Convention on Trade in Endangered Species of Wild Flora and Fauna (CITES)
Annually, international wildlife trade is estimated to be worth billions of dollars and to include millions of individual plant and animal specimens. The trade is diverse, ranging from live animals and plants to a vast array of wildlife products derived from them. An annual import value approaching US$160 billion was estimated in the early 1990s for all wildlife products, including wild-sourced timber and fish products (TRAFFIC, 2003). Levels of exploitation of some animal and plant species are high and the trade in them, together with other factors, such as habitat loss, is capable of heavily depleting their populations and even bringing some species close to extinction. Many wildlife species in trade are not endangered, but the existence of an agreement to ensure the sustainability of the trade is important in order to safeguard these resources for the future. Since the trade in wild animals and plants crosses borders between countries, the effort to regulate it requires international cooperation to safeguard certain species from over-exploitation.
The Convention on Trade in Endangered Species of Wild Flora and Fauna (CITES - also less commonly known as the Washington Convention) was adopted in Washington DC, United States of America in March 1973 and entered into force in July 1975. CITES aims to regulate international trade in species which are endangered or which may become endangered if their exploitation is not controlled. Species covered under CITES are listed in three Appendices, according to the level of protection they need. Each Party to the Convention designates a Management Authority which issues import and export permits for CITES-listed species, based on advice from one or more Scientific Authorities. As of August 2009 there were 175 Contracting Parties to the Convention.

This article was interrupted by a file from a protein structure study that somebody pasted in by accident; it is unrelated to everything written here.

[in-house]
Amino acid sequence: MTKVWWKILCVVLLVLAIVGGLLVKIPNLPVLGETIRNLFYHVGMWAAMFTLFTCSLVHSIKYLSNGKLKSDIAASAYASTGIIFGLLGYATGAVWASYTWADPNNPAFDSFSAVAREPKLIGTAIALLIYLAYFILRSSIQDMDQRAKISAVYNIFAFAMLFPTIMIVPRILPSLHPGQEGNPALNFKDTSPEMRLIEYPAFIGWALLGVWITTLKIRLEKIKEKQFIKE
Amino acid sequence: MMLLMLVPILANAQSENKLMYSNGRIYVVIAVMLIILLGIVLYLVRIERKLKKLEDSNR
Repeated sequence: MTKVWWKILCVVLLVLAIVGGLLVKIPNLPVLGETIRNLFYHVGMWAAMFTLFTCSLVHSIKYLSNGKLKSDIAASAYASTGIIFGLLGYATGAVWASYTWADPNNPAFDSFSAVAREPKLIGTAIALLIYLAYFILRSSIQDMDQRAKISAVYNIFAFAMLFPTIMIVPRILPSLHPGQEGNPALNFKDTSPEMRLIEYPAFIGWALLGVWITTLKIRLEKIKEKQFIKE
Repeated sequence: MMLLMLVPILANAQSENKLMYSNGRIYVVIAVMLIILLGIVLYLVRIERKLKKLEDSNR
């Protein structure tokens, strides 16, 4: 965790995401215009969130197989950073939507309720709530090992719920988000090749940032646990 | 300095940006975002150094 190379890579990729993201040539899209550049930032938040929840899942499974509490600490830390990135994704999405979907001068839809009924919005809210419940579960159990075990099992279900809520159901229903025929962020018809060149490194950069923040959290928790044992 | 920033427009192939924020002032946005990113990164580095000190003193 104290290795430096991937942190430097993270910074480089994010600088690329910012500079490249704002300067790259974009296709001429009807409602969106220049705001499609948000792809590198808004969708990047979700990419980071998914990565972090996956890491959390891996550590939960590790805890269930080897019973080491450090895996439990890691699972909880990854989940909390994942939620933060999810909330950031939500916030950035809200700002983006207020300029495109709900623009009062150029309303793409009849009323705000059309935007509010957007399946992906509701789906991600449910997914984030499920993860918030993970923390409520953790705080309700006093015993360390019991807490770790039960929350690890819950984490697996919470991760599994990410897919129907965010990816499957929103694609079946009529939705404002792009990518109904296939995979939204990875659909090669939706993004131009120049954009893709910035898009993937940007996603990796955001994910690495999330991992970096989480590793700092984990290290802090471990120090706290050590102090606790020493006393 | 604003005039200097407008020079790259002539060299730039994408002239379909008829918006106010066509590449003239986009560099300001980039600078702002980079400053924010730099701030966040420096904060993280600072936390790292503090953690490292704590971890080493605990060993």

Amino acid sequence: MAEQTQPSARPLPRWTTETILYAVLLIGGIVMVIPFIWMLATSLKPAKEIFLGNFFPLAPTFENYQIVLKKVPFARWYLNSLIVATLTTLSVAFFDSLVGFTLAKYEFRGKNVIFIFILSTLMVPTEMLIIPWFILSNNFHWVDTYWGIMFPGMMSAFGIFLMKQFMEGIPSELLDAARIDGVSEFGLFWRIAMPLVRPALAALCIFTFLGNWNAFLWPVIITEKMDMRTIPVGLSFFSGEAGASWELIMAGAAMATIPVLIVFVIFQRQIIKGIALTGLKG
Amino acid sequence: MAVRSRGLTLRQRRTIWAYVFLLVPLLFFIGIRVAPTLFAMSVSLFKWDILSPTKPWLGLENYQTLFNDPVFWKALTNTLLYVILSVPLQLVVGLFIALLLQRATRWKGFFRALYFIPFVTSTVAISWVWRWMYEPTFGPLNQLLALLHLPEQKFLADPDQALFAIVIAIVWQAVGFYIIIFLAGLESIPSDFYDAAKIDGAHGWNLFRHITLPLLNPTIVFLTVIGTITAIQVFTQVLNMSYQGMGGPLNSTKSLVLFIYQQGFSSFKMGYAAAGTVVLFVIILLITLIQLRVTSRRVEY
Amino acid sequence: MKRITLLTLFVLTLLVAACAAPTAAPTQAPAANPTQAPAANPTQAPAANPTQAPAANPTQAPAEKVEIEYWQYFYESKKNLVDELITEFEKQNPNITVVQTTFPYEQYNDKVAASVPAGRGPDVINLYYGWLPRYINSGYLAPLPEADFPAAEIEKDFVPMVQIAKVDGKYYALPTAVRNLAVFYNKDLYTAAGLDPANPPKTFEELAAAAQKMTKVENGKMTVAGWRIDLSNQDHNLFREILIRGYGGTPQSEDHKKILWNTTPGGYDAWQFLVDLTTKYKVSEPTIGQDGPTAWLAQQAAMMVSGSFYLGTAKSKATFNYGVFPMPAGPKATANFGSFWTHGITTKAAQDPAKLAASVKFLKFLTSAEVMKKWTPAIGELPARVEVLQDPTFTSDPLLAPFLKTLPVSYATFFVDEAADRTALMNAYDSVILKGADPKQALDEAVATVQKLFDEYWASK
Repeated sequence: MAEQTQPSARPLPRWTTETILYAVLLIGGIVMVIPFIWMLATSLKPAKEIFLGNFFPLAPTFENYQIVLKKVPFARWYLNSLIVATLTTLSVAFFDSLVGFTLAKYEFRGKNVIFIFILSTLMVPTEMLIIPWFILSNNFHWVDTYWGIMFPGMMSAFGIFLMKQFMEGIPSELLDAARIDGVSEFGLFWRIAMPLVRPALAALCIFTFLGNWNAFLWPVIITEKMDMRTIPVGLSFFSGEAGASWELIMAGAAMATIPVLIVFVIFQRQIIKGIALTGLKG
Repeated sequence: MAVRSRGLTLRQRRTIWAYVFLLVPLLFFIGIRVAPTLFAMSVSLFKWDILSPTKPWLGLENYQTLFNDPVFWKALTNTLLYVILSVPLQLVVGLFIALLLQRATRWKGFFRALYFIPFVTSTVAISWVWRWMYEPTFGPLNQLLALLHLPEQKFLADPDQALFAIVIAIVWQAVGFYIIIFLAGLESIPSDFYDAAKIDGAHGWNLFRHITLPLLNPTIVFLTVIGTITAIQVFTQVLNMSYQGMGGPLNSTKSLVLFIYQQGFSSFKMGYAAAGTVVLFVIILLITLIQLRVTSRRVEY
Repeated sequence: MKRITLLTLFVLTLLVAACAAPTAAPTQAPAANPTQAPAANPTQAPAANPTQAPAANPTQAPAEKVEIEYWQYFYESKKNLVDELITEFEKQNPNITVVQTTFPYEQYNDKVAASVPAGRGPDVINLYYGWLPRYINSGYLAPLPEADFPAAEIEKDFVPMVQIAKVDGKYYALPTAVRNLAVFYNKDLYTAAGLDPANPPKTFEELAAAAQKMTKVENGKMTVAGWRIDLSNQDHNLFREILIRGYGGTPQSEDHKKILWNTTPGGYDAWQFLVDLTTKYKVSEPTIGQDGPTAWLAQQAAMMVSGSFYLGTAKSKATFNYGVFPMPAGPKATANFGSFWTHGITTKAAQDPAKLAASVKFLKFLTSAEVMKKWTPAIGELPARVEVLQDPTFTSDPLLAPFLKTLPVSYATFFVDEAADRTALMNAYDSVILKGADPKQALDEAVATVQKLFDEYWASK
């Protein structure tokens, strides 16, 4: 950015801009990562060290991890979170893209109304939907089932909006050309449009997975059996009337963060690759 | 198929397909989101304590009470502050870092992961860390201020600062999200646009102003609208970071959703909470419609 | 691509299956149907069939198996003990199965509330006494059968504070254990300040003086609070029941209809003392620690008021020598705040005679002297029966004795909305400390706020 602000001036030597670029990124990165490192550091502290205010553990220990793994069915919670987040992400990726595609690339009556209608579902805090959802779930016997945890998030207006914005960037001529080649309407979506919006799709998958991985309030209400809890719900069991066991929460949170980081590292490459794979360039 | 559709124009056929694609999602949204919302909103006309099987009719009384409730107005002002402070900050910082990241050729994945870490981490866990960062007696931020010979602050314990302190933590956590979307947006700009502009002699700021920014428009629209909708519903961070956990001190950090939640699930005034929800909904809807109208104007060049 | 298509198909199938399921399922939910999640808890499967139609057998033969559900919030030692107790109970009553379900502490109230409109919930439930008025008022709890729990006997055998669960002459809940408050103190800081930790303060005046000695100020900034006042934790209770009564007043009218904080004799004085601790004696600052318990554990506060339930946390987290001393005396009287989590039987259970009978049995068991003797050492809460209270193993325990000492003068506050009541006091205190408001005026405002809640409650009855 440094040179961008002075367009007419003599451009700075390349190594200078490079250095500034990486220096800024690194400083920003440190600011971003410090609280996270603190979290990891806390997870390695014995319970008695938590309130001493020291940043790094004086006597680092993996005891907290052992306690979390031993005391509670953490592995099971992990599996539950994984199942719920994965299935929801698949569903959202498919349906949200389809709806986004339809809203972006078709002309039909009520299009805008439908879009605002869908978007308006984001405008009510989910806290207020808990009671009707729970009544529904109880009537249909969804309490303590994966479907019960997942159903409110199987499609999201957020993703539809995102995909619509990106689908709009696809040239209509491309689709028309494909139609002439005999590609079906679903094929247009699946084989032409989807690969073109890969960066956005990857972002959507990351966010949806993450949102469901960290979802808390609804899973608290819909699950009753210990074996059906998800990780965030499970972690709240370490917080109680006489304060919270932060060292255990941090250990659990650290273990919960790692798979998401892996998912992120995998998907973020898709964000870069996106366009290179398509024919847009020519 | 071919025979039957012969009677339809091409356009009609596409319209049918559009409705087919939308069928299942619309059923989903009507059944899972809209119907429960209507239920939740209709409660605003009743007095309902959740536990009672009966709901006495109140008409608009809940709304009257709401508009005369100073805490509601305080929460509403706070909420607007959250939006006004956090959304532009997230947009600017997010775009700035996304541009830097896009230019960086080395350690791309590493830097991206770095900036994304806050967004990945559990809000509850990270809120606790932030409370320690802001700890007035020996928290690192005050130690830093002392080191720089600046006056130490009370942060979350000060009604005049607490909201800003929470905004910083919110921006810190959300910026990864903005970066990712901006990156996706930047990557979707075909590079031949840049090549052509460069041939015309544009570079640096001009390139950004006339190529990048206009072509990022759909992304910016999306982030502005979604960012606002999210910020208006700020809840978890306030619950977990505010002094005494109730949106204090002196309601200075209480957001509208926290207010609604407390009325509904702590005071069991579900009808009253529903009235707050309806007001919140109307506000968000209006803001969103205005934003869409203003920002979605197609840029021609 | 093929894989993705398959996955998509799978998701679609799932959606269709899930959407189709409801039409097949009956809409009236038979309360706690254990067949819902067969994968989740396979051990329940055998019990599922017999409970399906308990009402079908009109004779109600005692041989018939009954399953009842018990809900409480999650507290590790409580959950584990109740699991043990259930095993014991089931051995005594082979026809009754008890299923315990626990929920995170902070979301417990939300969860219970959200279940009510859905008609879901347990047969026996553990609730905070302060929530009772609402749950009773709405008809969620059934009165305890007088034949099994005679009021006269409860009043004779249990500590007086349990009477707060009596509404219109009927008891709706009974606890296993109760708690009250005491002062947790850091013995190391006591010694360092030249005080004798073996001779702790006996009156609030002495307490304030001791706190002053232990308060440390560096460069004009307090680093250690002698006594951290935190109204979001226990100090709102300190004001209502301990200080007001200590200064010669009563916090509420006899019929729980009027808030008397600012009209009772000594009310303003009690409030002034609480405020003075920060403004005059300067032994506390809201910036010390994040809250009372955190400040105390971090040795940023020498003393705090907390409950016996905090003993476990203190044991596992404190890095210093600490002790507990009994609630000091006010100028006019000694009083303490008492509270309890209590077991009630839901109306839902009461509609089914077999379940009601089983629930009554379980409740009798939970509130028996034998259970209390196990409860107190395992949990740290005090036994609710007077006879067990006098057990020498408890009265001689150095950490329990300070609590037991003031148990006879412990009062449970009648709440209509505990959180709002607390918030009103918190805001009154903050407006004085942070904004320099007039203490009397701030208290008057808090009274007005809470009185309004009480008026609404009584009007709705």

CITES is implemented within Europe through two EC Regulations (338/97 and 865/06 as amended). These Regulations implement CITES in a stricter manner than is required by the Convention. For instance they include certain non-CITES species, and also contain provisions to prohibit or restrict imports of species which are considered to be a threat to native EC flora and fauna.
JNCC contributes to the development of Government policy by providing sound scientific advice, as well as advising Government on licence applications (c.20,000 p.a.) for CITES-listed species regulated under the European legislation. We also participate in delegations to national, European and international meetings, as well as assisting Government with harmonisation of CITES procedures within the European Union and worldwide.
Transposition to UK Legislation
The UK ratified CITES in August 1976. The Endangered Species (Import & Export) Act 1976 was the first piece of legislation to give effect to CITES. It has been substantially amended and is now largely superseded by the European Regulations. The Control of Trade in Endangered Species (Enforcement) Regulations 1997 (COTES) make provision for enforcement of the European Regulations. The CITES Management Authorities for the UK are the Department for Environment, Food and Rural Affairs (Defra) and its executive agency Animal Health which is responsible for the issue of permits and certificates. JNCC, acting on behalf of the country Conservation Bodies, is the Scientific Authority for Animals, and the Royal Botanic Gardens Kew is the Scientific Authority for Plants. Enforcement is the responsibility of HM Customs and Revenue, the UK Border Agency and the police.